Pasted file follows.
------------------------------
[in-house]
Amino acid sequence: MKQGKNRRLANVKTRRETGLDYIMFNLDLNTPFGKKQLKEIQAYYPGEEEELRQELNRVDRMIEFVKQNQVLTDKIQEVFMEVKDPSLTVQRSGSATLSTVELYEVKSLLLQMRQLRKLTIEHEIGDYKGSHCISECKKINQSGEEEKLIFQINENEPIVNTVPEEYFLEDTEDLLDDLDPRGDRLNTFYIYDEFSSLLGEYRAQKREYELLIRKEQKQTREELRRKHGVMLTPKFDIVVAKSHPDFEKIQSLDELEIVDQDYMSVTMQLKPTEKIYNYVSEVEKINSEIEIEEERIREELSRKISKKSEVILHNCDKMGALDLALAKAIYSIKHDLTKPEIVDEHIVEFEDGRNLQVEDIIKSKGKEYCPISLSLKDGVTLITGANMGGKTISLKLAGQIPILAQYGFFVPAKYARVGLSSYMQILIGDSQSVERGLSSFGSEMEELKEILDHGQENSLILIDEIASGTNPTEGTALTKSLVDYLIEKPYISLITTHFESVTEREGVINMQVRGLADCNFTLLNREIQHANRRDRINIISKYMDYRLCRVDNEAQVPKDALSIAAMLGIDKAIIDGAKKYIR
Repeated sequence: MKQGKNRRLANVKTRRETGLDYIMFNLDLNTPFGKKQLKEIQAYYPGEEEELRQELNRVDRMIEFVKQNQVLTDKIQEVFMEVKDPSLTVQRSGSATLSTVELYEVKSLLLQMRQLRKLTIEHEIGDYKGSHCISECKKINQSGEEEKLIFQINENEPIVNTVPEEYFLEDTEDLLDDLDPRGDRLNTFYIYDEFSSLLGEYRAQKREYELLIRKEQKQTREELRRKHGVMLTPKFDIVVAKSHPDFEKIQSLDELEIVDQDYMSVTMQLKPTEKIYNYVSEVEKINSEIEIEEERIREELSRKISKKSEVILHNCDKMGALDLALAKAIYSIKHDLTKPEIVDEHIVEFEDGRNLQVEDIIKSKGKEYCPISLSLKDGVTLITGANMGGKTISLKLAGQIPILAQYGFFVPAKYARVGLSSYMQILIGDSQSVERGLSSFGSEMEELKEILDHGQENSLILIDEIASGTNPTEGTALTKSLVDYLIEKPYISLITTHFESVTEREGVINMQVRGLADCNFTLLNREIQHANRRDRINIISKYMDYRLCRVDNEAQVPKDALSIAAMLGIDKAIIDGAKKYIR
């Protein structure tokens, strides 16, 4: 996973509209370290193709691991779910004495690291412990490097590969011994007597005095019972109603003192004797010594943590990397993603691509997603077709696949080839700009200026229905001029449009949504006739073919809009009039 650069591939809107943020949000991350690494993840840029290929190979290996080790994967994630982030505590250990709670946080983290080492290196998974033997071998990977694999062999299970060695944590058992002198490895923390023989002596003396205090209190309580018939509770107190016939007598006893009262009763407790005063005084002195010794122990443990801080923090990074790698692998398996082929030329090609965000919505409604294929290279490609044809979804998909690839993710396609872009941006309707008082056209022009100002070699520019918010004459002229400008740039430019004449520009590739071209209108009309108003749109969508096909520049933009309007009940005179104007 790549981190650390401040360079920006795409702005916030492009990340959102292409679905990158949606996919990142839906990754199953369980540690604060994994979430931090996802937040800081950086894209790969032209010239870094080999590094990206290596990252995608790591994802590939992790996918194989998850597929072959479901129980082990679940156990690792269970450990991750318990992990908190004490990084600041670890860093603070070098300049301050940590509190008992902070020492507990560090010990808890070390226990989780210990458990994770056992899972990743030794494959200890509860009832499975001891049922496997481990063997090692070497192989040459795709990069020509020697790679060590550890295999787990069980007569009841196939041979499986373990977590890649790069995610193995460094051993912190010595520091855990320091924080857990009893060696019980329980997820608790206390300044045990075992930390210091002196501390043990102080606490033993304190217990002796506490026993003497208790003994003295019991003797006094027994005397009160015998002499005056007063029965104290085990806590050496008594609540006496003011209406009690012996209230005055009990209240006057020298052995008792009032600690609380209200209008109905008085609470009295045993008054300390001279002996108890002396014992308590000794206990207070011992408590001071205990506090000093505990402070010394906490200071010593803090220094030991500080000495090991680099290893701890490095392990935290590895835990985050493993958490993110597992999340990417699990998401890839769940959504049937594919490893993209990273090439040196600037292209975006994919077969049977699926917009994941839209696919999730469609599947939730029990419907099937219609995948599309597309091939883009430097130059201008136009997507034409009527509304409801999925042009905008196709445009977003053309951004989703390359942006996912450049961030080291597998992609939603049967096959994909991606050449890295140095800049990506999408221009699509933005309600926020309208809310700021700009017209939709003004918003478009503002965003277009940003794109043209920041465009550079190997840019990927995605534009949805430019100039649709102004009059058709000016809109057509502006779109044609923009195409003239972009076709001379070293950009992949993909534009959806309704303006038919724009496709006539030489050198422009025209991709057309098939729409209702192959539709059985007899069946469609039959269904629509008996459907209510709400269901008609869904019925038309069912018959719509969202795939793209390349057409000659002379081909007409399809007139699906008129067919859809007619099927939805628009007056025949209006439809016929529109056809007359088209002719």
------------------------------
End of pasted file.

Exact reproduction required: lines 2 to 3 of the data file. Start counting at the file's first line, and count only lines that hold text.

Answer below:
Amino acid sequence: MKQGKNRRLANVKTRRETGLDYIMFNLDLNTPFGKKQLKEIQAYYPGEEEELRQELNRVDRMIEFVKQNQVLTDKIQEVFMEVKDPSLTVQRSGSATLSTVELYEVKSLLLQMRQLRKLTIEHEIGDYKGSHCISECKKINQSGEEEKLIFQINENEPIVNTVPEEYFLEDTEDLLDDLDPRGDRLNTFYIYDEFSSLLGEYRAQKREYELLIRKEQKQTREELRRKHGVMLTPKFDIVVAKSHPDFEKIQSLDELEIVDQDYMSVTMQLKPTEKIYNYVSEVEKINSEIEIEEERIREELSRKISKKSEVILHNCDKMGALDLALAKAIYSIKHDLTKPEIVDEHIVEFEDGRNLQVEDIIKSKGKEYCPISLSLKDGVTLITGANMGGKTISLKLAGQIPILAQYGFFVPAKYARVGLSSYMQILIGDSQSVERGLSSFGSEMEELKEILDHGQENSLILIDEIASGTNPTEGTALTKSLVDYLIEKPYISLITTHFESVTEREGVINMQVRGLADCNFTLLNREIQHANRRDRINIISKYMDYRLCRVDNEAQVPKDALSIAAMLGIDKAIIDGAKKYIR
Repeated sequence: MKQGKNRRLANVKTRRETGLDYIMFNLDLNTPFGKKQLKEIQAYYPGEEEELRQELNRVDRMIEFVKQNQVLTDKIQEVFMEVKDPSLTVQRSGSATLSTVELYEVKSLLLQMRQLRKLTIEHEIGDYKGSHCISECKKINQSGEEEKLIFQINENEPIVNTVPEEYFLEDTEDLLDDLDPRGDRLNTFYIYDEFSSLLGEYRAQKREYELLIRKEQKQTREELRRKHGVMLTPKFDIVVAKSHPDFEKIQSLDELEIVDQDYMSVTMQLKPTEKIYNYVSEVEKINSEIEIEEERIREELSRKISKKSEVILHNCDKMGALDLALAKAIYSIKHDLTKPEIVDEHIVEFEDGRNLQVEDIIKSKGKEYCPISLSLKDGVTLITGANMGGKTISLKLAGQIPILAQYGFFVPAKYARVGLSSYMQILIGDSQSVERGLSSFGSEMEELKEILDHGQENSLILIDEIASGTNPTEGTALTKSLVDYLIEKPYISLITTHFESVTEREGVINMQVRGLADCNFTLLNREIQHANRRDRINIISKYMDYRLCRVDNEAQVPKDALSIAAMLGIDKAIIDGAKKYIR